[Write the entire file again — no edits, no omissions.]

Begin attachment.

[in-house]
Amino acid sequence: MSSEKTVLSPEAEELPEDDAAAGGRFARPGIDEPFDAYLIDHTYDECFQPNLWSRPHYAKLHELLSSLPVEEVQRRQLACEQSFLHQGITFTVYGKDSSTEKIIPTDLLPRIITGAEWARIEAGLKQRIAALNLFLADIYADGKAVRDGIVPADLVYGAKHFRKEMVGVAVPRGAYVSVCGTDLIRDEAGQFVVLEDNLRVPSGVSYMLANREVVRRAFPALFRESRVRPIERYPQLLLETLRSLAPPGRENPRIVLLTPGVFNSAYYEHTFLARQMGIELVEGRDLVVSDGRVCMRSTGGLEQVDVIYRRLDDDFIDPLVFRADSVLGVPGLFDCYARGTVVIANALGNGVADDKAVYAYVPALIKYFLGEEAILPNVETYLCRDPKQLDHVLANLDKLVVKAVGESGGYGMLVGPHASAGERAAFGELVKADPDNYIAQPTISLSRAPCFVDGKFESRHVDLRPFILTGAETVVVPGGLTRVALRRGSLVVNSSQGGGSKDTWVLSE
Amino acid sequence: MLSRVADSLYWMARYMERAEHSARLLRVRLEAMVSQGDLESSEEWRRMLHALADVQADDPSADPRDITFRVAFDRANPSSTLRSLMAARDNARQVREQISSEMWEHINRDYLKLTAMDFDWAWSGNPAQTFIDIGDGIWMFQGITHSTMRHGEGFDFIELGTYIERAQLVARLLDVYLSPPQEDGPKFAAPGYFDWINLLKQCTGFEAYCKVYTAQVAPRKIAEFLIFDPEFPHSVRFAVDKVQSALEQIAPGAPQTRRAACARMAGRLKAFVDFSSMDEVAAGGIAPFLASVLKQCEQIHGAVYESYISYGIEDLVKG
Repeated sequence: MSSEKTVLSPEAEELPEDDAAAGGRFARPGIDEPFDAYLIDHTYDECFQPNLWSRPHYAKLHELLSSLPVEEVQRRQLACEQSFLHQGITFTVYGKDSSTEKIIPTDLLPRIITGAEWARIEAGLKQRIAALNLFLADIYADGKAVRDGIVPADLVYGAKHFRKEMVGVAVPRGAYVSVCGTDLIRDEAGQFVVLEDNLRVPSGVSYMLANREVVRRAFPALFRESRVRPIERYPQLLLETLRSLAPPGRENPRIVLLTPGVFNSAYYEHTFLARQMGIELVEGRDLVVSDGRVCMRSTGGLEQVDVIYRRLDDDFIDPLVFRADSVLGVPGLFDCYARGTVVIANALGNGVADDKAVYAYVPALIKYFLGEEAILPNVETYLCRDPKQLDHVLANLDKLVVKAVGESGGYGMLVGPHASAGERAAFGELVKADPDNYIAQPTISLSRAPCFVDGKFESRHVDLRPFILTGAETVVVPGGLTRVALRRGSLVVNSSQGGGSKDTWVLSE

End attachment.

[in-house]
Amino acid sequence: MSSEKTVLSPEAEELPEDDAAAGGRFARPGIDEPFDAYLIDHTYDECFQPNLWSRPHYAKLHELLSSLPVEEVQRRQLACEQSFLHQGITFTVYGKDSSTEKIIPTDLLPRIITGAEWARIEAGLKQRIAALNLFLADIYADGKAVRDGIVPADLVYGAKHFRKEMVGVAVPRGAYVSVCGTDLIRDEAGQFVVLEDNLRVPSGVSYMLANREVVRRAFPALFRESRVRPIERYPQLLLETLRSLAPPGRENPRIVLLTPGVFNSAYYEHTFLARQMGIELVEGRDLVVSDGRVCMRSTGGLEQVDVIYRRLDDDFIDPLVFRADSVLGVPGLFDCYARGTVVIANALGNGVADDKAVYAYVPALIKYFLGEEAILPNVETYLCRDPKQLDHVLANLDKLVVKAVGESGGYGMLVGPHASAGERAAFGELVKADPDNYIAQPTISLSRAPCFVDGKFESRHVDLRPFILTGAETVVVPGGLTRVALRRGSLVVNSSQGGGSKDTWVLSE
Amino acid sequence: MLSRVADSLYWMARYMERAEHSARLLRVRLEAMVSQGDLESSEEWRRMLHALADVQADDPSADPRDITFRVAFDRANPSSTLRSLMAARDNARQVREQISSEMWEHINRDYLKLTAMDFDWAWSGNPAQTFIDIGDGIWMFQGITHSTMRHGEGFDFIELGTYIERAQLVARLLDVYLSPPQEDGPKFAAPGYFDWINLLKQCTGFEAYCKVYTAQVAPRKIAEFLIFDPEFPHSVRFAVDKVQSALEQIAPGAPQTRRAACARMAGRLKAFVDFSSMDEVAAGGIAPFLASVLKQCEQIHGAVYESYISYGIEDLVKG
Repeated sequence: MSSEKTVLSPEAEELPEDDAAAGGRFARPGIDEPFDAYLIDHTYDECFQPNLWSRPHYAKLHELLSSLPVEEVQRRQLACEQSFLHQGITFTVYGKDSSTEKIIPTDLLPRIITGAEWARIEAGLKQRIAALNLFLADIYADGKAVRDGIVPADLVYGAKHFRKEMVGVAVPRGAYVSVCGTDLIRDEAGQFVVLEDNLRVPSGVSYMLANREVVRRAFPALFRESRVRPIERYPQLLLETLRSLAPPGRENPRIVLLTPGVFNSAYYEHTFLARQMGIELVEGRDLVVSDGRVCMRSTGGLEQVDVIYRRLDDDFIDPLVFRADSVLGVPGLFDCYARGTVVIANALGNGVADDKAVYAYVPALIKYFLGEEAILPNVETYLCRDPKQLDHVLANLDKLVVKAVGESGGYGMLVGPHASAGERAAFGELVKADPDNYIAQPTISLSRAPCFVDGKFESRHVDLRPFILTGAETVVVPGGLTRVALRRGSLVVNSSQGGGSKDTWVLSE